Roberts, according to McGinnis, wants the high court to play a less prominent role in American life than it currently does. Overturning Roe over the objections of a majority of Americans would have the opposite effect.

“He thinks that will deprive the court of its key institutional role in American life,” McGinnis said.

That means that pro-lifers have their work cut out for them, in terms of influencing public opinion, Forsythe added. “I think the burden is on the pro-life movement to keep up the political momentum in favor of life,” he said.

Besides concerns about what Roberts might do, a number of other potential hurdles stand in the way of a reversal of Roe.

Broader political dynamics could make a rejection of Roe more or less likely, Forsythe noted. For example, if the Democrats take the Senate in the midterm elections, that could make it difficult for Trump to get another nominee confirmed — preventing the formation of a super-majority of six Republican-appointed justices on the court. Trump could also lose the 2020 election to a Democrat whose nominees would reverse the current rightward shift of the court.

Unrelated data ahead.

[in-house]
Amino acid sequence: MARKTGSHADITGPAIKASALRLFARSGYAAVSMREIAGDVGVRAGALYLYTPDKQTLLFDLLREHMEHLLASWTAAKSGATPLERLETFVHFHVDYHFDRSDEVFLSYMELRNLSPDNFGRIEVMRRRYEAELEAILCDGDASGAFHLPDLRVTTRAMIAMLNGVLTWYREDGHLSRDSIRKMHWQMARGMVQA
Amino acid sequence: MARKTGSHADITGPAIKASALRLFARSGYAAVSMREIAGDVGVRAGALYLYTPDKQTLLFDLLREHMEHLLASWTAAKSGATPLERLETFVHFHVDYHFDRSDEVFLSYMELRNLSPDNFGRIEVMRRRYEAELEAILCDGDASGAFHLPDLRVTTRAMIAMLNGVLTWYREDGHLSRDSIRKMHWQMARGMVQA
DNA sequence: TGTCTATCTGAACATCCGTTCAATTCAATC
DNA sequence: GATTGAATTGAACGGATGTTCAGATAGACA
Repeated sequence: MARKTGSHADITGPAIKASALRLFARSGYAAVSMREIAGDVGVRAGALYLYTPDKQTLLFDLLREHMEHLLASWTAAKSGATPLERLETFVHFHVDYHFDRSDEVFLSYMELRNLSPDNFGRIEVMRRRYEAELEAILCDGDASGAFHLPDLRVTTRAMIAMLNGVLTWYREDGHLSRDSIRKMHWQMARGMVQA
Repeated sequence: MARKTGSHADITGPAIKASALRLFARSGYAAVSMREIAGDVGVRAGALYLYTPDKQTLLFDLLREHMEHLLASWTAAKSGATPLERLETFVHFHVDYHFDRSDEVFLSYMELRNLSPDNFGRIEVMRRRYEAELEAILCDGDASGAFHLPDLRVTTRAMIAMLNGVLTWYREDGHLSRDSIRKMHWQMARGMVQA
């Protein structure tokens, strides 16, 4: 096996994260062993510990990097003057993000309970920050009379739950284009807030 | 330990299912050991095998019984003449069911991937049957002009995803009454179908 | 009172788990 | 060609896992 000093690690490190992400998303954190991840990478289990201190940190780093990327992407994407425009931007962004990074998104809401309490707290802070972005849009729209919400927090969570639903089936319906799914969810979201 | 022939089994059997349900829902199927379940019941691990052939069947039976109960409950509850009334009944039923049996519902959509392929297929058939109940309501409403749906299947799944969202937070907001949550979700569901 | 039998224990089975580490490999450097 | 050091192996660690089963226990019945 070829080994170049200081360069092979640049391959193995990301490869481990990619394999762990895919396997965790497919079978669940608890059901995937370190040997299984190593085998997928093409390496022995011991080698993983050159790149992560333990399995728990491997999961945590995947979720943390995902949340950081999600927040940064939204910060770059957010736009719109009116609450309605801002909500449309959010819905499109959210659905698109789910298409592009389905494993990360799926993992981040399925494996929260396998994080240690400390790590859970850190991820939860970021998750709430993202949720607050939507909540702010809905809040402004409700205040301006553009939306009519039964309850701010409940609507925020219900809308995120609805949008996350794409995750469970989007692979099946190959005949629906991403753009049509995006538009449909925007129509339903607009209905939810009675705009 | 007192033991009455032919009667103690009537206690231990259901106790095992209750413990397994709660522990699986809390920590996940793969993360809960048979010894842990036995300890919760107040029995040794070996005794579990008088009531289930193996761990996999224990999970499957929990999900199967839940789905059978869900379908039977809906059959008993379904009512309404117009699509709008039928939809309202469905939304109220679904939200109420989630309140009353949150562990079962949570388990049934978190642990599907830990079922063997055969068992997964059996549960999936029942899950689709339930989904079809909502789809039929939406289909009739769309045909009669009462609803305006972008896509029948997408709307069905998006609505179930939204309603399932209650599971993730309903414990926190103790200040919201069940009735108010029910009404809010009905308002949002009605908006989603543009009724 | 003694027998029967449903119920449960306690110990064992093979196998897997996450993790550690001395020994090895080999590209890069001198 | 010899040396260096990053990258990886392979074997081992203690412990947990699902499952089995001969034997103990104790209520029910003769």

Unreliable Appointees?

Aside from outside political forces, there is also no certainty other Republican-appointed justices will vote in favor of overturning Roe, according to Barth Bracy, the executive director of Rhode Island Right to Life.

He cites the 1992 Supreme Court decision in Planned Parenthood v. Casey, which upheld abortion rights. Three of the justices who sided with the majority were Republican appointees whom observers had expected to vote the other way: Sandra Day O’Connor, David Souter and Anthony Kennedy. (Kennedy was the last of the three to leave: His retirement announcement at the end of June is what prompted Trump to nominate Kavanaugh.)